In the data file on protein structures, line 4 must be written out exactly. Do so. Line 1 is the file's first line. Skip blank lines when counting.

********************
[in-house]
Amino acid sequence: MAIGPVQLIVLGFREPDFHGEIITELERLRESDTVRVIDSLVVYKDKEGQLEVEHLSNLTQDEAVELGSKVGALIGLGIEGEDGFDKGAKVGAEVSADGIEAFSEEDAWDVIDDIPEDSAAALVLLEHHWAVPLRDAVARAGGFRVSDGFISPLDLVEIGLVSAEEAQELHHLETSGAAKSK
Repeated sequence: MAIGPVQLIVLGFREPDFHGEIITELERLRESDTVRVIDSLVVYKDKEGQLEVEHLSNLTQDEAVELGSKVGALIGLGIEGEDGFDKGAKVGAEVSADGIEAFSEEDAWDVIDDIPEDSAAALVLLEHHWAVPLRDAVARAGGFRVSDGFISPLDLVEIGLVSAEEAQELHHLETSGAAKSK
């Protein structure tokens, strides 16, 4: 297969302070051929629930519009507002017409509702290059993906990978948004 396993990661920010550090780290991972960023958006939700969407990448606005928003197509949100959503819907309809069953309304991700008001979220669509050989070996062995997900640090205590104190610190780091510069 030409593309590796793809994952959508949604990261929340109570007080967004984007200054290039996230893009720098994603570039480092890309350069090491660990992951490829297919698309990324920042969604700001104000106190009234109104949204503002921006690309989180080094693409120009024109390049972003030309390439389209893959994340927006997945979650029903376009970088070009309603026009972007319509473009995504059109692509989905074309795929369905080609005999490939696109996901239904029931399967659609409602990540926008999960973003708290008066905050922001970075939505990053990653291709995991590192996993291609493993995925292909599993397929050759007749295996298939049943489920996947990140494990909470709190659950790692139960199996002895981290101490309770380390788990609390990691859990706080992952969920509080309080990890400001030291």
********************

């Protein structure tokens, strides 16, 4: 297969302070051929629930519009507002017409509702290059993906990978948004 396993990661920010550090780290991972960023958006939700969407990448606005928003197509949100959503819907309809069953309304991700008001979220669509050989070996062995997900640090205590104190610190780091510069 030409593309590796793809994952959508949604990261929340109570007080967004984007200054290039996230893009720098994603570039480092890309350069090491660990992951490829297919698309990324920042969604700001104000106190009234109104949204503002921006690309989180080094693409120009024109390049972003030309390439389209893959994340927006997945979650029903376009970088070009309603026009972007319509473009995504059109692509989905074309795929369905080609005999490939696109996901239904029931399967659609409602990540926008999960973003708290008066905050922001970075939505990053990653291709995991590192996993291609493993995925292909599993397929050759007749295996298939049943489920996947990140494990909470709190659950790692139960199996002895981290101490309770380390788990609390990691859990706080992952969920509080309080990890400001030291």